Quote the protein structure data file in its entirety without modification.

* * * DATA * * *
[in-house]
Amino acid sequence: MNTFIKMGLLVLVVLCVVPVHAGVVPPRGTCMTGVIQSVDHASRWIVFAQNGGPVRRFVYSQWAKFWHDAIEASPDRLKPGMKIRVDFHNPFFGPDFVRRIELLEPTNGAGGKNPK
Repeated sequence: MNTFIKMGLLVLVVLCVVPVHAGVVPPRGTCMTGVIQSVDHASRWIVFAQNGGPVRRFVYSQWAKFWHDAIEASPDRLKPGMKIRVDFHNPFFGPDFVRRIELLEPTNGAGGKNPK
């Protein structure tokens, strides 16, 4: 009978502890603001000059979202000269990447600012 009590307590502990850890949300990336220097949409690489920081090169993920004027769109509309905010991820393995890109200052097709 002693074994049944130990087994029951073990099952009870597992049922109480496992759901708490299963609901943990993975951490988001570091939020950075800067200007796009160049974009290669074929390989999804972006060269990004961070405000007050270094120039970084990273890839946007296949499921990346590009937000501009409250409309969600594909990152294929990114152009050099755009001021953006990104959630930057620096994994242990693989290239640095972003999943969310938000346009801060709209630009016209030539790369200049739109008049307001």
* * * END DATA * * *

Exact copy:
[in-house]
Amino acid sequence: MNTFIKMGLLVLVVLCVVPVHAGVVPPRGTCMTGVIQSVDHASRWIVFAQNGGPVRRFVYSQWAKFWHDAIEASPDRLKPGMKIRVDFHNPFFGPDFVRRIELLEPTNGAGGKNPK
Repeated sequence: MNTFIKMGLLVLVVLCVVPVHAGVVPPRGTCMTGVIQSVDHASRWIVFAQNGGPVRRFVYSQWAKFWHDAIEASPDRLKPGMKIRVDFHNPFFGPDFVRRIELLEPTNGAGGKNPK
């Protein structure tokens, strides 16, 4: 009978502890603001000059979202000269990447600012 009590307590502990850890949300990336220097949409690489920081090169993920004027769109509309905010991820393995890109200052097709 002693074994049944130990087994029951073990099952009870597992049922109480496992759901708490299963609901943990993975951490988001570091939020950075800067200007796009160049974009290669074929390989999804972006060269990004961070405000007050270094120039970084990273890839946007296949499921990346590009937000501009409250409309969600594909990152294929990114152009050099755009001021953006990104959630930057620096994994242990693989290239640095972003999943969310938000346009801060709209630009016209030539790369200049739109008049307001």